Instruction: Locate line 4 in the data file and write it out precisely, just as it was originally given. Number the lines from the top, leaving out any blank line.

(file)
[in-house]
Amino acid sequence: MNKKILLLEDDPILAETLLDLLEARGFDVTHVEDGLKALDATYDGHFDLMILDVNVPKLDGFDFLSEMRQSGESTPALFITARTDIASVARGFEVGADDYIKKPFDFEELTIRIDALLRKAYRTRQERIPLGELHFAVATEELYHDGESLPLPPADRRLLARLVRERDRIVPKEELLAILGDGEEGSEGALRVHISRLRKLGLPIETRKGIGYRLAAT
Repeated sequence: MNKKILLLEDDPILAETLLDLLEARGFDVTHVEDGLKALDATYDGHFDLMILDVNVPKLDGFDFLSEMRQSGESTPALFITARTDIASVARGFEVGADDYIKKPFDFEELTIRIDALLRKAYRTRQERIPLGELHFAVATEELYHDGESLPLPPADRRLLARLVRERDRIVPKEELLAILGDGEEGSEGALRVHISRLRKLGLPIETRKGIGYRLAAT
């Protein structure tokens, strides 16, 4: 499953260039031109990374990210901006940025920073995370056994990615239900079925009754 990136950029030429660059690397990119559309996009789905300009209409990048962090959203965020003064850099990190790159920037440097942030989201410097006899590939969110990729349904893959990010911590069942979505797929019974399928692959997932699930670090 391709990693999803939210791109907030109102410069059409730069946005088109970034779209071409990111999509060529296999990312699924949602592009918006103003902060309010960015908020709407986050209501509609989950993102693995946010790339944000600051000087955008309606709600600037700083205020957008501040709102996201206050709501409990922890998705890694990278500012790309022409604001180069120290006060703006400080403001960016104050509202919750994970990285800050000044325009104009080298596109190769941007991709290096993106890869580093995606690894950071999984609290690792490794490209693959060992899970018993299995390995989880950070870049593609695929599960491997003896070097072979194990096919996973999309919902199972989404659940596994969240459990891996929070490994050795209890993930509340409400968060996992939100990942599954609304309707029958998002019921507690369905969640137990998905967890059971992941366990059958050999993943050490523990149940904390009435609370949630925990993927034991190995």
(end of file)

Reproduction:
């Protein structure tokens, strides 16, 4: 499953260039031109990374990210901006940025920073995370056994990615239900079925009754 990136950029030429660059690397990119559309996009789905300009209409990048962090959203965020003064850099990190790159920037440097942030989201410097006899590939969110990729349904893959990010911590069942979505797929019974399928692959997932699930670090 391709990693999803939210791109907030109102410069059409730069946005088109970034779209071409990111999509060529296999990312699924949602592009918006103003902060309010960015908020709407986050209501509609989950993102693995946010790339944000600051000087955008309606709600600037700083205020957008501040709102996201206050709501409990922890998705890694990278500012790309022409604001180069120290006060703006400080403001960016104050509202919750994970990285800050000044325009104009080298596109190769941007991709290096993106890869580093995606690894950071999984609290690792490794490209693959060992899970018993299995390995989880950070870049593609695929599960491997003896070097072979194990096919996973999309919902199972989404659940596994969240459990891996929070490994050795209890993930509340409400968060996992939100990942599954609304309707029958998002019921507690369905969640137990998905967890059971992941366990059958050999993943050490523990149940904390009435609370949630925990993927034991190995």